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Yale Students, UConn Professor Reportedly Took a Selfie With Severed Heads

The heads were supposed to be used for medical research and training.

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Flavio A. Uribe in a photo from the University of Connecticut’s faculty directory. (Image: University of Connecticut)

In this-was-never-going-to-turn-out-well news, Yale Dental School graduate students and a University of Connecticut professor took a selfie with severed heads designated used for medical research according to multiple reports.

The Associated Press first reported the story yesterday, detailing activities that took place during a workshop in 2017 at Yale which was centered on dental-related facial deformities.

The Guardian reported that Dr. Flavio Uribe, an assistant professor and orthodontics program director at the University of Connecticut, was in the photo.

The AP confirmed it had obtained a copy of the photo from a person who received it through a private group chat. It was submitted anonymously over fear that exposure could lead to the person being expelled.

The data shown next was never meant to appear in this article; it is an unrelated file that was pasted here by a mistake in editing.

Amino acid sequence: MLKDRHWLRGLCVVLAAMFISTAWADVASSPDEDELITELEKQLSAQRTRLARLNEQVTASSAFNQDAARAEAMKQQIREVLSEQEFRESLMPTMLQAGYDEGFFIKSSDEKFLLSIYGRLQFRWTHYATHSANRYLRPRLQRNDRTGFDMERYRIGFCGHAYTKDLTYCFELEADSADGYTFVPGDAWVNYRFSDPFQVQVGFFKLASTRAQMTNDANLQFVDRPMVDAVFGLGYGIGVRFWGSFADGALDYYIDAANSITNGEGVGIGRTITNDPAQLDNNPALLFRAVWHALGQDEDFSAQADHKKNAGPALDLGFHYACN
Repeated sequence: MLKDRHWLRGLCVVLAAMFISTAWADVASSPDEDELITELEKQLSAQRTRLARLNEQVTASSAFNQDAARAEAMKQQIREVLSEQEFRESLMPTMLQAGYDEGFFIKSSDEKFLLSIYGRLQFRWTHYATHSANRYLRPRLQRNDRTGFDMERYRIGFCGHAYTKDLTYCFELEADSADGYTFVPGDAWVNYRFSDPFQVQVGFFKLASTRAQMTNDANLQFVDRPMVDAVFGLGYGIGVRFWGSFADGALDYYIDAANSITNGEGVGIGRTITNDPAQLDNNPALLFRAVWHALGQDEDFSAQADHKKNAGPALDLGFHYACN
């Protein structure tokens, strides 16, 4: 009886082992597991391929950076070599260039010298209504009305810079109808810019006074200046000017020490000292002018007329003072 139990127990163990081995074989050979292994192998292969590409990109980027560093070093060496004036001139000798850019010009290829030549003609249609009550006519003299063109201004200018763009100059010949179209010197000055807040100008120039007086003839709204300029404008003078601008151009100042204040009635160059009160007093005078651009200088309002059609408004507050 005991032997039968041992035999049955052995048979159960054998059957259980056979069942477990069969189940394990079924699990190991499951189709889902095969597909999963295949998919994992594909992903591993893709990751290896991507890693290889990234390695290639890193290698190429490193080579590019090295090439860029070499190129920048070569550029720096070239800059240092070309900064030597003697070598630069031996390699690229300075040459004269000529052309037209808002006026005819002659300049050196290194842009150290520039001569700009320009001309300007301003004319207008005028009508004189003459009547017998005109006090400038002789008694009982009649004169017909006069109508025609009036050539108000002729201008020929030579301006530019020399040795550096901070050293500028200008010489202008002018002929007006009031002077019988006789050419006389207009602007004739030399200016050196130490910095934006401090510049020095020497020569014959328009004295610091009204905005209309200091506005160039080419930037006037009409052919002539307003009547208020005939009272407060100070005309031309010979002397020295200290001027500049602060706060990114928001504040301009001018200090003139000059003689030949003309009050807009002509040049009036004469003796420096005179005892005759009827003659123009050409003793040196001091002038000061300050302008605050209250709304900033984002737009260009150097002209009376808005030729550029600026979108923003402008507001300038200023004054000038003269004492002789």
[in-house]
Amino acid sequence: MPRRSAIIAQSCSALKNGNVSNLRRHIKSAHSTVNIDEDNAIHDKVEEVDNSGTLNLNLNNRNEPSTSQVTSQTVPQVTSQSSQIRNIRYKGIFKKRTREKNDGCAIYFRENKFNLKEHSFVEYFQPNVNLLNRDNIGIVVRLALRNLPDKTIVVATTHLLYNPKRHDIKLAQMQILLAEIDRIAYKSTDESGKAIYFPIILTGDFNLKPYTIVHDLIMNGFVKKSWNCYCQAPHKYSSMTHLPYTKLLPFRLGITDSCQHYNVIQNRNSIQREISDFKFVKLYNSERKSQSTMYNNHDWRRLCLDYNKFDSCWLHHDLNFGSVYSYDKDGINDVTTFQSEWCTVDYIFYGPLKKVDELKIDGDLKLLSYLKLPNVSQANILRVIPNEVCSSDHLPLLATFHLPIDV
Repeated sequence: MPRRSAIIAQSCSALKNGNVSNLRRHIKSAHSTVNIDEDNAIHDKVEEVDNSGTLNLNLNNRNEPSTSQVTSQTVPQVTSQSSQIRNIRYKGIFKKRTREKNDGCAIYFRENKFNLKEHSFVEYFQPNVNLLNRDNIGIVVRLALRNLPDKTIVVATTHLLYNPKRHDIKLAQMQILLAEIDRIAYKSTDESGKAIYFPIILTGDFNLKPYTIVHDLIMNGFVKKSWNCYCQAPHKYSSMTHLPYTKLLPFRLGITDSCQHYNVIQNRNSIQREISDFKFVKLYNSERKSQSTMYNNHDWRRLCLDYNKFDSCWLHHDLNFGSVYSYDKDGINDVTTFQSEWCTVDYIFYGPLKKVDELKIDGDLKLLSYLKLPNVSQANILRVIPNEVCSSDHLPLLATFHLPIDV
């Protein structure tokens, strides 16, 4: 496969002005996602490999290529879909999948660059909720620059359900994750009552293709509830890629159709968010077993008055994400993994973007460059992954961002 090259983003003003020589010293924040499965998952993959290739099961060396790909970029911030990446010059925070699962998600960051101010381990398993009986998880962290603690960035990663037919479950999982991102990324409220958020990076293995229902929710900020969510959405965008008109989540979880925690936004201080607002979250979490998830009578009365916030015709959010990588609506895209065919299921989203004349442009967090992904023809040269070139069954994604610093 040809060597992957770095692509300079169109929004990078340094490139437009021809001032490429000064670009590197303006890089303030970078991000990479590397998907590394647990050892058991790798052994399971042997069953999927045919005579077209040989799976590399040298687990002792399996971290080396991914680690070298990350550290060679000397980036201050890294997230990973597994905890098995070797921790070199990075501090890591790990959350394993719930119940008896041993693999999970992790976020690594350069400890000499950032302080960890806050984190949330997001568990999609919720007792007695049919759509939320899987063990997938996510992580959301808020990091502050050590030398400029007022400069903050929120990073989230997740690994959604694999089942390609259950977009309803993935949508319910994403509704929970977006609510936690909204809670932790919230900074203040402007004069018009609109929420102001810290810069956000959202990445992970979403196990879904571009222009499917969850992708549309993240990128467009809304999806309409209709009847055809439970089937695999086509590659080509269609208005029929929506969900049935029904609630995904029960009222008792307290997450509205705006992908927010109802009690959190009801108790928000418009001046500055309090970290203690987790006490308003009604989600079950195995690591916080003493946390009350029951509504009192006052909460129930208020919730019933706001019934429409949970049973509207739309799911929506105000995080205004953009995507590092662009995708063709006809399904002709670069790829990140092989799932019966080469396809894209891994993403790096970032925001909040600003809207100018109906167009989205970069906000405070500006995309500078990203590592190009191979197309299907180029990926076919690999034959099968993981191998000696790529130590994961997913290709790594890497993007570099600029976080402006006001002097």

Yale officials are obviously not too happy about the report, calling the action “disturbing” and “inexcusable.”

From the AP’s report:

In the photo, Uribe and several graduate students are looking at the camera, while others continue to work. All are wearing surgical masks. The two severed heads are on tables, face up.

Uribe told the AP that he was teaching students how to place screws in the cadaver heads. At one point, he said, someone took a photo.

“Somebody unfortunately took a photo,” Uribe said. “It was so quick. I wasn’t sure of the surroundings or scenery at that point.”

Uribe told the AP he has never been disciplined by UConn for any reason.

Officials at both schools have said steps have been taken to ensure nothing of this nature will occur again. Gizmodo reports that “synthetic cadavers like the $95,000 SynDaver Patient, which can be remote controlled to rehearse crisis scenarios like heart attacks and boasts fake organs, muscle tissue, and blood” are slowly being adopted as research alternatives to human cadavers.

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